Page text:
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The review process for new "complicated" stuff (Re: DriverDisc v3 integration)

Sorry Jeremy, but I do not agree with you in this situation.

How do you make sense of 20 or more patches in row implementing a "new" feature? Task patches work well if you have only a few of them formated as task patches. Storage rewrite went the tarball way too at the beginning as I recall (at least as a summary to work with). This also can't be commited or reviewed partially, because it needs the rest to work.

This situation is pretty special, most of the code was removed or abandoned in F11 due to storage rewrite and the underlying codebase changed a lot during the development. Thats also the reason we usually do not have separate devel branches for new stuff, it makes reviewing and merging to master hard to coordinate. Also have in mind, that some of the patches are already merged together because they were written for rhel5 ages ago and only backported. They cannot be considered task patches either.

I could post this as (about) 20 emails where the first one would have parts which aren't present in the final code, because we changed the architecture and algorithms. How do you review that without the big picture and dozens of emails about the concepts? Especially when there are more people reviewing it. Posting the final patch at least helps the people test it. (And note that I described the algorithm and goals in the email)

I'm not saying task patches are worthless, I just think reviewing a new longterm work this way can waste a lot of time, because you will be watching code which was only temporary or wrong and was fixed during the development. If you want, I'll gladly give you a link to git repo with the devel branch for this, I just do not think that it is wise to spam devel list with patches which aren't always task structured, are not standalone and will go into master only together with the rest.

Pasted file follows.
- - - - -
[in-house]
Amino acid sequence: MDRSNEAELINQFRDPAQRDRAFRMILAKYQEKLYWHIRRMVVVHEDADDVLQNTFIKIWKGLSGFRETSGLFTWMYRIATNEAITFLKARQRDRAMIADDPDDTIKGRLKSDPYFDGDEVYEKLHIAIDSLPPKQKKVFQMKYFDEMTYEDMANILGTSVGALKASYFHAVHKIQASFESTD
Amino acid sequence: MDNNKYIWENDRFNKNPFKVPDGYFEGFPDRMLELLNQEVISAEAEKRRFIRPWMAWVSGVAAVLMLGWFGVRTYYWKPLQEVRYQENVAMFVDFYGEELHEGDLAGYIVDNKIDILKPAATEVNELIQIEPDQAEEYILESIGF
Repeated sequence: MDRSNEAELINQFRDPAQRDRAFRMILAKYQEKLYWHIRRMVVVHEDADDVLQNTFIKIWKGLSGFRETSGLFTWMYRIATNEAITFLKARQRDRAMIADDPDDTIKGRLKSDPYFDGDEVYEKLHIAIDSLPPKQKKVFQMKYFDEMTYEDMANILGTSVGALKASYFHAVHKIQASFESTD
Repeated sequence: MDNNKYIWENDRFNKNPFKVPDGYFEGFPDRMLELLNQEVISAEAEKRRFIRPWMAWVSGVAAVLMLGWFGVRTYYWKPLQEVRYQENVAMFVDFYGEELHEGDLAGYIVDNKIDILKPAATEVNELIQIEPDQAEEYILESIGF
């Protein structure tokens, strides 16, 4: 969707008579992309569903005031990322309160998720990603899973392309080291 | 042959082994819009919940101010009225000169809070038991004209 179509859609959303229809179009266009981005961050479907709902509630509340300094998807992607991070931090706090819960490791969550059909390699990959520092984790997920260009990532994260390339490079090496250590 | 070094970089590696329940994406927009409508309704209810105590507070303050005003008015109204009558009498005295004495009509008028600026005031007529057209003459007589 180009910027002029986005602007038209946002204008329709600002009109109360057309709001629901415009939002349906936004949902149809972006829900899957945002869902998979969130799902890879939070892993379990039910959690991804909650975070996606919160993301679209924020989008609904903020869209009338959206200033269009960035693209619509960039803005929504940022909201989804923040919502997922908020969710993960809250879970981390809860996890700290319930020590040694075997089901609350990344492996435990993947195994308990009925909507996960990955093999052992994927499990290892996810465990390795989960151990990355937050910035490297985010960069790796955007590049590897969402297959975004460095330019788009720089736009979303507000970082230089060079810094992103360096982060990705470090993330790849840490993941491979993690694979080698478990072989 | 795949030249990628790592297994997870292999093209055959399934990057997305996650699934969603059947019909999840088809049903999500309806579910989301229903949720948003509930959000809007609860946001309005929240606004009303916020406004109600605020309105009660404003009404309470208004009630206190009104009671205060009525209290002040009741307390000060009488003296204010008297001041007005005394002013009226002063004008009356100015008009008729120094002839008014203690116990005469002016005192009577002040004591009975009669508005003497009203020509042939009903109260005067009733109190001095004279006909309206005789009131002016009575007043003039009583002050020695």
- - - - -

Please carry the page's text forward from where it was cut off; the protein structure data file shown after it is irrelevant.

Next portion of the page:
Deadline is not excuse and I asked for consideration only with the cpio work, the rest were valid comments. On the other hand, using something complicated which doesn't fit the needs and designing a wrapper so it does vs. doing it directly in a simple way also doesn't seem much different (cpio is pretty simple format). Mistakes can appear in both... 

And on another note, how do you keep track of unreviewed/unresolved patches? It happened many times to me, that an email laid in the queue for couple of weeks before I managed to get the review. Nobody likes to touch some areas.. and with lots of patches mixed together, the devel list is a mess sometimes (zimbra doesn't help much).


----- "Jeremy Katz" <katzj fedoraproject org> wrote:

> On Wed, Dec 2, 2009 at 8:38 AM, Martin Sivak <msivak redhat com>
> wrote:
> > Sorry no task based patches this time.
> >
> > I needed to post it this way as partners want to apply it and test
> it. I can give you access to the git repo, so you can see the patch
> flow, but managing twenty (or so) email threads + all replies is not
> really comfortable... Especially when there is a lot of backporting,
> prototyping and stub filling going on in the source.
> Task based patches are the *only* way to be able to sanely review and
> integrate patches.  If someone randomly came and dropped a patch like
> this on the list, we'd tell them to please reformat their patches and
> send them correctly.  Why do you for some reason get a pass on that?
> Deadlines are not a compelling reason; if anything, a deadline makes
> it even more important to get them sorted out and posted in an easy
> to
> review format as there's less room for errors.
> - Jeremy
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